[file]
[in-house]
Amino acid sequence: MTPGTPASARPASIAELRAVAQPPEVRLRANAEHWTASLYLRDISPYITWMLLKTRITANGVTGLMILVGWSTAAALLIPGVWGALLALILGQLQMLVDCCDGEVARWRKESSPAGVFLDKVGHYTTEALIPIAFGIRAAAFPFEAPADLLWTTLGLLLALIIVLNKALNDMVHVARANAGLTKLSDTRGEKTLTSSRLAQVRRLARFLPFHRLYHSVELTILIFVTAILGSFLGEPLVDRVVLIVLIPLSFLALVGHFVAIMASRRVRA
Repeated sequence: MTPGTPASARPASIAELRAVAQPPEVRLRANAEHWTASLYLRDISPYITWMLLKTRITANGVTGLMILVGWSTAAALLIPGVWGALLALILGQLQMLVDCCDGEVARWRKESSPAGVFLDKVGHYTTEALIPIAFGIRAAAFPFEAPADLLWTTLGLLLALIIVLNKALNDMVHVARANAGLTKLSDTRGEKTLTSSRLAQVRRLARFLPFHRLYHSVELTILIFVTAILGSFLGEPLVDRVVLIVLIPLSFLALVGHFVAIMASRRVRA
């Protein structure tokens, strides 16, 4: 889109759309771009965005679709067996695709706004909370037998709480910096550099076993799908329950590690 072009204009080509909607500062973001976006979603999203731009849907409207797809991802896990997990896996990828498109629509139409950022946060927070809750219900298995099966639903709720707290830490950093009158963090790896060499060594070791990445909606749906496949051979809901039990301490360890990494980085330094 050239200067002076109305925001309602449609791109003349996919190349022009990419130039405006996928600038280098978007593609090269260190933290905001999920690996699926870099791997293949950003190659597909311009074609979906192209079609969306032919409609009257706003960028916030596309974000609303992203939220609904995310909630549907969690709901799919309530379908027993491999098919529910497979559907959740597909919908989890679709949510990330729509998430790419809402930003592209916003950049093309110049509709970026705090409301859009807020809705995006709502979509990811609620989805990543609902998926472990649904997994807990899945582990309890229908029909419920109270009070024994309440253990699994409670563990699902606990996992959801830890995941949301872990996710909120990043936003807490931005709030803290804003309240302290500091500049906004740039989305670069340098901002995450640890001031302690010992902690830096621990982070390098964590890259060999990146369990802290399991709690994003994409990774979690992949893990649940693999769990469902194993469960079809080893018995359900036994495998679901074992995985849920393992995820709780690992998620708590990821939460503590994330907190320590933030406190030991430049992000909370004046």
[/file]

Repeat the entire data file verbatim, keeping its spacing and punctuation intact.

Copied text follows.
[in-house]
Amino acid sequence: MTPGTPASARPASIAELRAVAQPPEVRLRANAEHWTASLYLRDISPYITWMLLKTRITANGVTGLMILVGWSTAAALLIPGVWGALLALILGQLQMLVDCCDGEVARWRKESSPAGVFLDKVGHYTTEALIPIAFGIRAAAFPFEAPADLLWTTLGLLLALIIVLNKALNDMVHVARANAGLTKLSDTRGEKTLTSSRLAQVRRLARFLPFHRLYHSVELTILIFVTAILGSFLGEPLVDRVVLIVLIPLSFLALVGHFVAIMASRRVRA
Repeated sequence: MTPGTPASARPASIAELRAVAQPPEVRLRANAEHWTASLYLRDISPYITWMLLKTRITANGVTGLMILVGWSTAAALLIPGVWGALLALILGQLQMLVDCCDGEVARWRKESSPAGVFLDKVGHYTTEALIPIAFGIRAAAFPFEAPADLLWTTLGLLLALIIVLNKALNDMVHVARANAGLTKLSDTRGEKTLTSSRLAQVRRLARFLPFHRLYHSVELTILIFVTAILGSFLGEPLVDRVVLIVLIPLSFLALVGHFVAIMASRRVRA
């Protein structure tokens, strides 16, 4: 889109759309771009965005679709067996695709706004909370037998709480910096550099076993799908329950590690 072009204009080509909607500062973001976006979603999203731009849907409207797809991802896990997990896996990828498109629509139409950022946060927070809750219900298995099966639903709720707290830490950093009158963090790896060499060594070791990445909606749906496949051979809901039990301490360890990494980085330094 050239200067002076109305925001309602449609791109003349996919190349022009990419130039405006996928600038280098978007593609090269260190933290905001999920690996699926870099791997293949950003190659597909311009074609979906192209079609969306032919409609009257706003960028916030596309974000609303992203939220609904995310909630549907969690709901799919309530379908027993491999098919529910497979559907959740597909919908989890679709949510990330729509998430790419809402930003592209916003950049093309110049509709970026705090409301859009807020809705995006709502979509990811609620989805990543609902998926472990649904997994807990899945582990309890229908029909419920109270009070024994309440253990699994409670563990699902606990996992959801830890995941949301872990996710909120990043936003807490931005709030803290804003309240302290500091500049906004740039989305670069340098901002995450640890001031302690010992902690830096621990982070390098964590890259060999990146369990802290399991709690994003994409990774979690992949893990649940693999769990469902194993469960079809080893018995359900036994495998679901074992995985849920393992995820709780690992998620708590990821939460503590994330907190320590933030406190030991430049992000909370004046």